Taking Rational, not Rationalized, Risks
Like beauty, “risk” is often in the eye of the beholder. What might seem “risky” to one person (such as traveling to an exotic destination) might be an exciting adventure for someone else. Wylie Tollette, Senior Vice President and Director of Performance Analysis and Investment Risk at Franklin Templeton Investments, travels around the world, working with portfolio managers to focus on a different kind of risk. He knows that it is impossible to completely avoid risk, even in what may be perceived as a “safe” investment. For his team, coping with the uncertainty means having a process in place to manage these risks, and to ensure the risks being taken are recognized, rational and rewarded. During times of market uncertainty and extreme volatility, investors can feel the best risk-management strategy is to sell everything. However, that strategy can carry risk, too. Tollette explains.
“We definitely have seen investors seek to avoid risk by retreating to cash and selling out of equities. We would argue, while that response is completely understandable, it really exposes the investor to significant long-term risks, such as inflation and interest-rate risk. It doesn’t allow you to participate in long-term economic growth, and is certainly not conducive to wealth creation. Our process at Franklin Templeton is not focused on avoiding risk, but in fact taking risks—ensuring they are recognized, rational and rewarded. The three “R’s” are the words we use to articulate what our core focus is.”
What do these words mean in terms of our comprehensive, integrated risk-management approach?
• Recognized—Risks should be recognized and understood at the security, portfolio and operational levels.
• Rational—Risk decisions should be an intended and rational part of each portfolio’s strategy.
• Rewarded—Every risk should have commensurate long-term reward potential.
Risk management at Franklin Templeton is really part of the culture; it goes hand-in-hand with investment management. Tollette explains how they fit together.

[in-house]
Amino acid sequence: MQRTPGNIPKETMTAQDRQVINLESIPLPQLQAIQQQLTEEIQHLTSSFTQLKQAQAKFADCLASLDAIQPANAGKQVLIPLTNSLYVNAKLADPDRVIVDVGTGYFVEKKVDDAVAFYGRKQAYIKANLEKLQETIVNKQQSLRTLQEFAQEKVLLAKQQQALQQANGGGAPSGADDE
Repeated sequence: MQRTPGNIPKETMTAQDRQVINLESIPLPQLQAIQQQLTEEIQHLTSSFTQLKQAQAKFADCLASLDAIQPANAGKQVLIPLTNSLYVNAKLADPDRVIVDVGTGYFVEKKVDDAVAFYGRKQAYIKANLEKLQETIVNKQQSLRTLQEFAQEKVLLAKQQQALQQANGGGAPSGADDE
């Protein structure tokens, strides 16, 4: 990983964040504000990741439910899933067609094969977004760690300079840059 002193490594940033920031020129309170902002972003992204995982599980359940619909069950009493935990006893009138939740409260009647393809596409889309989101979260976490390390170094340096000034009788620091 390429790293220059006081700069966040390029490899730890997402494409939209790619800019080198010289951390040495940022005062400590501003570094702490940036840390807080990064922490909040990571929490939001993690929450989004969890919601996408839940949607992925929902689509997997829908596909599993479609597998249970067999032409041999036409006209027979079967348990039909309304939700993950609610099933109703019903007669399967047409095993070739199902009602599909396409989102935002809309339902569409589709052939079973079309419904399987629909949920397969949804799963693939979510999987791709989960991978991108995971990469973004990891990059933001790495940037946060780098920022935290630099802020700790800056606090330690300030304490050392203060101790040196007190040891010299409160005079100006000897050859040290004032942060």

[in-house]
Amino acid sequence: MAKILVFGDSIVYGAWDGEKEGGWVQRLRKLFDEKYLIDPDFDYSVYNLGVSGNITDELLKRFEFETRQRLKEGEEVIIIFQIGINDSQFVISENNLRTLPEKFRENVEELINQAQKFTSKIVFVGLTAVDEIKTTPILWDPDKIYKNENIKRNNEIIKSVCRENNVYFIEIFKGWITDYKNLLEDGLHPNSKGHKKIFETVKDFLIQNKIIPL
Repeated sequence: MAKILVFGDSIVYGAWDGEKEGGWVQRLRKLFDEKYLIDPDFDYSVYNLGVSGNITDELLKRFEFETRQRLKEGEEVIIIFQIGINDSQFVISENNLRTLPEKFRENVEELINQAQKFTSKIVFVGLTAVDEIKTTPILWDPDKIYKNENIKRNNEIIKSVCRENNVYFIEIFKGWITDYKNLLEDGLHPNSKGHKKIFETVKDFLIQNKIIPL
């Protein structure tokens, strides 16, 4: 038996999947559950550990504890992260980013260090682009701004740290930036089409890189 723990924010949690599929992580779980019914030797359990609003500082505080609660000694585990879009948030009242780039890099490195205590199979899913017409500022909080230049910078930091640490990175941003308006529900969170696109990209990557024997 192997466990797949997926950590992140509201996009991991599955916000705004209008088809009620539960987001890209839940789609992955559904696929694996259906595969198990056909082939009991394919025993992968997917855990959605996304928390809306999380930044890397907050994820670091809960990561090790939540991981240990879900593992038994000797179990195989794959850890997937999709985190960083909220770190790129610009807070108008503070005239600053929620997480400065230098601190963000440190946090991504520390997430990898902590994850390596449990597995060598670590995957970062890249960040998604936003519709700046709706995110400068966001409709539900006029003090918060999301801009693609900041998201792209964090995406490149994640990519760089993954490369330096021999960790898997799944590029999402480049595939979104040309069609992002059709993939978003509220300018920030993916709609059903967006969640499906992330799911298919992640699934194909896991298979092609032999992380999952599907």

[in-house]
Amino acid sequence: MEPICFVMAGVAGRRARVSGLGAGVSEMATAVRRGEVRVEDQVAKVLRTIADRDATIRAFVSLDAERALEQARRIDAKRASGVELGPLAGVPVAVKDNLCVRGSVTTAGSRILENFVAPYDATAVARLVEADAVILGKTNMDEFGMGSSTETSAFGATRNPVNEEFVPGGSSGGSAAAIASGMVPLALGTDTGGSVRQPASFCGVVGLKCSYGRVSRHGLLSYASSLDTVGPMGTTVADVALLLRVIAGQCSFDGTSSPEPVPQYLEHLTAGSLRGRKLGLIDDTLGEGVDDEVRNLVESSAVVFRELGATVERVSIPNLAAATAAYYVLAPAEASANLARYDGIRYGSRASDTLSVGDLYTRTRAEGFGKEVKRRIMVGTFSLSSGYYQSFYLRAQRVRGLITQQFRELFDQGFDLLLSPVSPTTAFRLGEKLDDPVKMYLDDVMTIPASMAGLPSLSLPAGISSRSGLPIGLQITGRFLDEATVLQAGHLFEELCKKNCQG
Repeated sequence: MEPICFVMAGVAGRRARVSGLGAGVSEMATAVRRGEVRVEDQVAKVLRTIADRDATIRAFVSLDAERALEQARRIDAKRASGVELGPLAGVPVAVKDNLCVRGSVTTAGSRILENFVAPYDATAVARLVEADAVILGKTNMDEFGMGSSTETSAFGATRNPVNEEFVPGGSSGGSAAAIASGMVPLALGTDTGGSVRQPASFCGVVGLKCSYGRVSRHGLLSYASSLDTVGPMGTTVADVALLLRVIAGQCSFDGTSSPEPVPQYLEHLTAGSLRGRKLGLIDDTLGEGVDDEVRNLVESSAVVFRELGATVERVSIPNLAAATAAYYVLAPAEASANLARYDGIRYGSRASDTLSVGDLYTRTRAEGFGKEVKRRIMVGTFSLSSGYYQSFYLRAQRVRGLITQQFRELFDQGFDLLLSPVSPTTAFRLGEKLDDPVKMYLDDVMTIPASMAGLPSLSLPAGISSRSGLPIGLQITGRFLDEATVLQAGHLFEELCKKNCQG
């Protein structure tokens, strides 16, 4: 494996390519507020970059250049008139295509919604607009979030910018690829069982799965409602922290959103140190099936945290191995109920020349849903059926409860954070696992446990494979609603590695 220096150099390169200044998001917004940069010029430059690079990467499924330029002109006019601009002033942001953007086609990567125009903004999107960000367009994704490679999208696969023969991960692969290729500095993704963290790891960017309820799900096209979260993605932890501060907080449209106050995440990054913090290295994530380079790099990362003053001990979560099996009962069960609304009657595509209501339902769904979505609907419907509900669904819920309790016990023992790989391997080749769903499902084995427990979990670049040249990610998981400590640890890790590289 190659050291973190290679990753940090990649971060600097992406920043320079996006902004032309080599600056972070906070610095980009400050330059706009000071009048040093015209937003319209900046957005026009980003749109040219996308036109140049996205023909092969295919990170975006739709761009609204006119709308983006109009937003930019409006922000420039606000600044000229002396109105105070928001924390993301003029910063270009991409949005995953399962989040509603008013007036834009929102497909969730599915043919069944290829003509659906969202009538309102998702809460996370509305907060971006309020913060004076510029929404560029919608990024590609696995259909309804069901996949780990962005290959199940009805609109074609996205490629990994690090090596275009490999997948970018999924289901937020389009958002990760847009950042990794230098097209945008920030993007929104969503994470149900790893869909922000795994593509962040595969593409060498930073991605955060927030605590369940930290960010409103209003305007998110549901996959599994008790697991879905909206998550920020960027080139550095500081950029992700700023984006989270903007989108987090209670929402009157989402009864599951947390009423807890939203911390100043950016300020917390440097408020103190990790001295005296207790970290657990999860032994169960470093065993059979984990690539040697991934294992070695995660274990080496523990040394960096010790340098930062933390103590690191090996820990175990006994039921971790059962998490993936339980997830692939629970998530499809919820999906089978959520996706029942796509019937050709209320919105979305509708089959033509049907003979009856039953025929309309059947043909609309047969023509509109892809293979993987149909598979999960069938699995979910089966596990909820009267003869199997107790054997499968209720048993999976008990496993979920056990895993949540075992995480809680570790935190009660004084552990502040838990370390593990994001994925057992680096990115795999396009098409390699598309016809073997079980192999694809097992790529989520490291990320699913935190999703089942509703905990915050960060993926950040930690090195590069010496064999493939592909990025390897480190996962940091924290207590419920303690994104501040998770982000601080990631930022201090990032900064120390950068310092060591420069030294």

“Portfolio managers manage risk as they select individual investments and construct portfolios. We supplement the portfolio managers’ activities with my team of 75 global investment risk and performance professionals. They are co-located with the portfolio managers in many of our global locations, and their focus is to take a different perspective on that same portfolio. You can think of it as almost like viewing the portfolio through a different lens—perhaps a quantitative lens. That lens can help identify things in the portfolio that we need to be aware of, and can help ensure any risks are intentional.”
The word “rational” can be pretty subjective when it comes to investing, or anything else. You might have heard the phrase, “penny wise, pound foolish” to describe how people carefully save small amounts of money over time, only to blow it all on one large impulse expenditure. As humans, it’s easy to rationalize our decisions, even bad ones. But there is a difference between taking risks that are rationalized (which can help us justify almost any behavior) and ones that are rational, which are a sound basis for making investment decisions. So what does Tollette mean by “rational” when it comes to portfolio risk?
“An investment is rational when it is consistent with the investment mandate of the portfolio, intentional, and not inadvertently arrived at, and finally properly sized in the portfolio. For example, as a portfolio is built up, security by security, stock by stock, bond by bond, it’s possible to gain outsized exposures to a particular attribute like, a country, issuer or a region. As those risk exposures are built up in the portfolio, they can arrive at a point where they become too large—where it’s not an intentional strategy of the manager. Our process is focused on working with the portfolio manager to identify those risk exposures and develop mitigation strategies.”